Jay McInerney’s Eccentric New York Penthouse
When romance finally blossomed for Jay McInerney and Anne Hearst, two decades after their first meeting, they went in search of a home that would fit their happy midlife union, someplace fresh, sunny, and bohemian. They ended up purchasing a Greenwich Village penthouse...of sorts. “It was a very eccentric space,” McInerney recalls of the 1,800-square-foot aerie, which was originally a cluster of maids’ rooms constructed in the late 1920s. “But we both fell in love with it instantly.”
“It had been my fantasy for 25 years to live in a penthouse, preferably in the Village,” he says. “I remember as a kid seeing movies from the ’20s and ’30s, when the penthouse was this new concept that encapsulated the glamour of living in New York.”
Hearst, an heiress to her grandfather William Randolph Hearst’s publishing fortune, had spent most of her adult life on the city’s Upper East Side and relished the prospect of moving downtown with her new husband. (They were married with great fanfare at the restaurant “21” in November 2006.)
The siren charms of the apartment included high ceilings, abundant natural light, terraces on three sides, and glorious views of the Chrysler and Empire State buildings. But major renovations were required. The scantily insulated penthouse was bone-chilling in winter and stifling in summer; two of its five main rooms were actually leaky, drafty glassed-in terraces that needed proper walls.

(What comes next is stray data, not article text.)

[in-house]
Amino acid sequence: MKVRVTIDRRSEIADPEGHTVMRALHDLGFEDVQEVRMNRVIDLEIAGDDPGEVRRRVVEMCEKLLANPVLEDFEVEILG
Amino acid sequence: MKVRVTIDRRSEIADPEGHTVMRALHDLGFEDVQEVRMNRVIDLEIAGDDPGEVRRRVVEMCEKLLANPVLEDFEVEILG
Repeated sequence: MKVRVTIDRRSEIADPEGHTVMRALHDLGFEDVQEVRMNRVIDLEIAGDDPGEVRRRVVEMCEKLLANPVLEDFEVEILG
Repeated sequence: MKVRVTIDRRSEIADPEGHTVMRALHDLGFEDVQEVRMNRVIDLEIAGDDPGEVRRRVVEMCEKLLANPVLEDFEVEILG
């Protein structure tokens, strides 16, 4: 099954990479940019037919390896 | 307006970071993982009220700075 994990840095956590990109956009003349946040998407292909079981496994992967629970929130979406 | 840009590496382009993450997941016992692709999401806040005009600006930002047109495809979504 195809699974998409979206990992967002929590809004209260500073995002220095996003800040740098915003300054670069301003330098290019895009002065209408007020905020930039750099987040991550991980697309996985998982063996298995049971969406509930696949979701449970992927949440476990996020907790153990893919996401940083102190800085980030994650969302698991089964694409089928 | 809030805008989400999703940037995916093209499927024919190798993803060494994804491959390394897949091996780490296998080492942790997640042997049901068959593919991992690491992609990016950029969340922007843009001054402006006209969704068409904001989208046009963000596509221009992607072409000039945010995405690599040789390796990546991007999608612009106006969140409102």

“We had no idea what we were getting into,” McInerney says. “It was like a houseboat on the verge of sinking. The wind whistled through it.”
Hearst had previously commissioned New York architect and designer Robert Couturierto build her a country house on Long Island, with elaborate fireplaces and moldings reminiscent of Wyntoon and Hearst Castle, her grandfather’s baronial California estates. Though the penthouse called for a less formal approach, the couple enlisted the versatile Couturier to transform it as well. “Robert’s very good at mixing traditional and contemporary,” Hearst says. It’s a talent that helped him coordinate the pair’s differing design sensibilities. “Anne leans toward antiques and classical details,” Couturier says. “She has absorbed the style of her grandfather. Jay has more contemporary taste that’s stricter and more streamlined.”
They decided not to alter the peculiar layout but agreed to remake the two glass-walled terraces as energy-efficient rooms with double-glazed windows and insulated copper roofs. Couturier turned one of them into a sleek blue study for McInerney, bedecking it with photographs of the author’s literary heroes, including F. Scott Fitzgerald, William Faulkner, James Joyce, and Jack Kerouac. In this compact, refined spot—with wide-plank floorboards salvaged from a Long Island barn—McInerney writes on an ebonized Jansen desk graced by two bronze nudes.
The other new space, a cozy south-facing sitting room that doubles as guest quarters, combines brown velvet club chairs from the ’50s with striped window shades designed by Couturier and a vintage industrial floor lamp from McInerney’s personal collection.